Ethiopian Woman Unlawfully Denied Housing Because Of Her National Origin Files Lawsuit Against Housing Provider

WASHINGTON, DCWhile pregnant with her second child, Melikt Mengiste, a District of Columbia resident of Ethiopian origin, was denied housing by the 1901-07 15th Street, N.W., Cooperative Association (the “Cooperative”). Despite being pre-approved for housing by the property management company and complying with all of the application requirements, including producing additional documentation outside of the usual process, the Cooperative and its president denied Ms. Mengiste an interview and ultimately, the opportunity to move into a unit of suitable size for her growing family.

While Ms. Mengiste’s housing application was pending, she also endured a series of disparaging statements from staff of the Cooperative that were made about her and other people of Ethiopian national origin which were intended to convey that persons of her national origin were not welcomed in the Cooperative community. As a result of being denied housing by the Cooperative, Ms. Mengiste suffered a period of at least eight months of severe emotional and physical distress while pregnant and shortly after the birth of her second child. Moreover, because she was denied the opportunity to move into a larger unit at the Cooperative, Ms. Mengiste was forced to continue residing in a cramped and unsuitable studio apartment with her husband, sister, young son, and two children for over nine months.

Today Ms. Mengiste filed a lawsuit in the United States District Court for the District of Columbia against the Cooperative for violations of her civil rights. The complaint raises claims of national origin discrimination under the Fair Housing Act and the District of Columbia Human Rights Act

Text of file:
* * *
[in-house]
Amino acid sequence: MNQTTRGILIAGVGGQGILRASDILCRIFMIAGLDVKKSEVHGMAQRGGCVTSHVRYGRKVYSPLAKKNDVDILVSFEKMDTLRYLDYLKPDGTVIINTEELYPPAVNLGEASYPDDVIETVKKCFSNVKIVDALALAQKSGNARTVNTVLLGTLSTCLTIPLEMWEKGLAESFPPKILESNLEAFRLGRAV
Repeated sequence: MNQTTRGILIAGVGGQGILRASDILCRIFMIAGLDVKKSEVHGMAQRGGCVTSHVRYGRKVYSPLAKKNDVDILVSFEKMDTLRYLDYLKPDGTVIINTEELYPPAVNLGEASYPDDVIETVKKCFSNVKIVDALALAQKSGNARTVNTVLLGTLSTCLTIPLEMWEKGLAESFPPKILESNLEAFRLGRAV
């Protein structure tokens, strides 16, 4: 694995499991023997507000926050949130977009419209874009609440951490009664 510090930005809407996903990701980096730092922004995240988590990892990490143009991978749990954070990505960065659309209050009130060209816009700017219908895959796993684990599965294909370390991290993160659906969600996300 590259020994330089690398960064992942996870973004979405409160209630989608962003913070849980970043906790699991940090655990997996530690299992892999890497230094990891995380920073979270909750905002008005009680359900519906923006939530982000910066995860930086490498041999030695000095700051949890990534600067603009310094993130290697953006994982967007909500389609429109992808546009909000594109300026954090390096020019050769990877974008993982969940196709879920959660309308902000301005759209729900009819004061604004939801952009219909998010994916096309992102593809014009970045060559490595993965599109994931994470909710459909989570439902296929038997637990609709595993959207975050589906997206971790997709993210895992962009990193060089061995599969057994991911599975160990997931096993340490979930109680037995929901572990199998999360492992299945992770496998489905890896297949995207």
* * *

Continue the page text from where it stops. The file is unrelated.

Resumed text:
“The denial of housing to Ms. Mengiste not only violates the law, but is contrary to the values of our community. We applaud her courage in standing up against discrimination and ensuring that the right to live in diverse communities is protected,” said Jonathan Smith, Executive Director for the Washington Lawyers’ Committee for Civil Rights and Urban Affairs, which is serving as counsel to Ms. Mengiste.

“Ms. Mengiste’s experience of being denied housing on the basis of her national origin is but one example of the types of discriminatory and harassing treatment faced by members of the District’s immigrant community. Such invidious treatment runs contrary to the spirit of our fair housing laws which secure an equal right to housing for all members of our community,” added Adam Chud, a partner at the law firm of Goodwin Procter LLP, which is also representing Ms. Mengiste.

Ms. Mengiste is represented by the Washington Lawyers’ Committee and Goodwin.

A copy of the complaint can be found here.

Media Highlights:
Washington CityPaper (February 6, 2017)

Media Contact:

Matthew Handley, Director of Litigation
Matthew_Handley@washlaw.org
(202) 319-1000



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